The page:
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Degraded pastures: technical efficiency, stocking rates, pasture allocation and rural credit data

Cite this dataset

Feltran-Barbieri, Rafael; Feres, José Gustavo (2021). Degraded pastures: technical efficiency, stocking rates, pasture allocation and rural credit data [Dataset]. Dryad.


Degraded pasture is a major liability in Brazilian agriculture, but restoration and recovery efforts could turn this area into a new frontier to both agricultural yield expansion and forest restoration. Currently, rural properties with larger degraded pasture areas are associated with higher levels of technical inefficiency in Brazil. The recovery of 12 million ha of degraded pastures could generate an additional production of 17.7 million bovines while reducing the need for new agricultural land. Regional identification of degraded pastures would facilitate the targeting of agricultural extension and advisory services and rural credit efforts aimed at fostering pasture recovery. Since only 1% of Brazilian municipalities contain 25% of degraded pastures, focusing pasture recovery efforts on this small group of municipalities could generate considerable benefits. More efficient allocation of degraded and native pastures for meat production and forest restoration could provide land enough to fully comply with its Forest Code requirements, while adding 9 million heads to the cattle inventory. Degraded pasture recovery and restoration is a win–win strategy that could boost livestock husbandry and avoid deforestation in Brazil and have to be the priority strategy of agribusiness sector.


All data in this file is available at Brazilian Governmental sites,  exclusively in Portuguese.  In order to ensure greater transparency about the data used as well as to assist users with limited knowledge in Portuguese, we provided here detailed processes of data search and selection.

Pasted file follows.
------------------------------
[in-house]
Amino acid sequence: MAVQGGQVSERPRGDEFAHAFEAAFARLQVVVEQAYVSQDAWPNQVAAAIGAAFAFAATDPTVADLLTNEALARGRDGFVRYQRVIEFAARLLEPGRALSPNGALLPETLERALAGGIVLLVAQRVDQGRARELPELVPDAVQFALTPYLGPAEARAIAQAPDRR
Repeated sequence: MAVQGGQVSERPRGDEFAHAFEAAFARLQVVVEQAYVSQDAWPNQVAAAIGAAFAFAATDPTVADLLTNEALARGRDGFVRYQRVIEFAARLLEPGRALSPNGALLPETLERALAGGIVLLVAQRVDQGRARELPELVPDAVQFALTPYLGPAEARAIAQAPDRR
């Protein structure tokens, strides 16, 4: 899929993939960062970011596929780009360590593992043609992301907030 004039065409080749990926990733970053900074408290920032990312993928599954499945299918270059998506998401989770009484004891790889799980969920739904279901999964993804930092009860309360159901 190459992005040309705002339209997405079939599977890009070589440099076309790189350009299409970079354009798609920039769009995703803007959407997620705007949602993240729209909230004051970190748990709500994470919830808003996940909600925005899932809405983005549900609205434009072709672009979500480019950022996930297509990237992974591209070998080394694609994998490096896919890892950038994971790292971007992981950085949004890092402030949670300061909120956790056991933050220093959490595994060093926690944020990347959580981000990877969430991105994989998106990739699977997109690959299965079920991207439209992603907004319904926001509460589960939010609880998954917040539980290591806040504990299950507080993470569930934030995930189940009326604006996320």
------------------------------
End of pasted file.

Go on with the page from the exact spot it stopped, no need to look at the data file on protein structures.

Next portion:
For Efficiency, Stocking Rate and allocation data from Brazilian Agricultural Census 2017 were used. It is the most recent Brazilian census, conducted by the Brazilian Institute of Geography and Statistics. The census covered the entire national territory, covering the 5.03 million rural properties in 5,563 municipalities, 26 states and the Federal District, with data reported from October 1, 2016 to September 30, 2017, and published in 2019 . The census adopted the collection and content premises suggested by the World Programme for the Census of Agriculture 2020, implemented by the Food and Agriculture Organization - FAO, and the International Standard Industrial Classification of all Economic Activities - ISIC - Revision 4. The census is divided into 13 themes with 137 interactive tables that allow advanced data selection and information combination.  Each table has 1 or more variables that can be combined with a series of search criteria, including producer profile, production type, geographical level, etc. The search results can be downloaded in 7 formats (different extensions). The census did not provide microdata - producer-level responses. The most detailed territorial level is the municipality. Labels of variables are available in the spreadsheets "TEfficiency", "SRate" and "degraded native allocation".

For rural credit, data from The Rural Credit Data Matrix (MDCR) were used, which is an online platform of the Brazilian Central Bank (BCB) that allows access to information on the value and number of rural credit contracts signed by the official credit system, allowing search combined with different criteria, including month and year of operation, municipality, economic activity group, purpose (investment, costs etc.), product (pasture, milk, soybeans etc.), credit program and subprogram, sources of resources etc. The time series is updated monthly and covers the period from January 1, 2013 to the present. Data is available in spreadsheet labeled as "rural credit for pastures".


Usage notes

Detailed information can be found in Supplemental Material of the manuscript under label rsos-201854.R1.

Original data on Brazilian Agricultural Census is available at

Original data on Rural Credit in Brazil is available at!/recursos

In our dataset, missing values are identified as "." Missing data is absence of information in the original source (Brazilian Agricultural Census and/or Rural Credit in Brazil).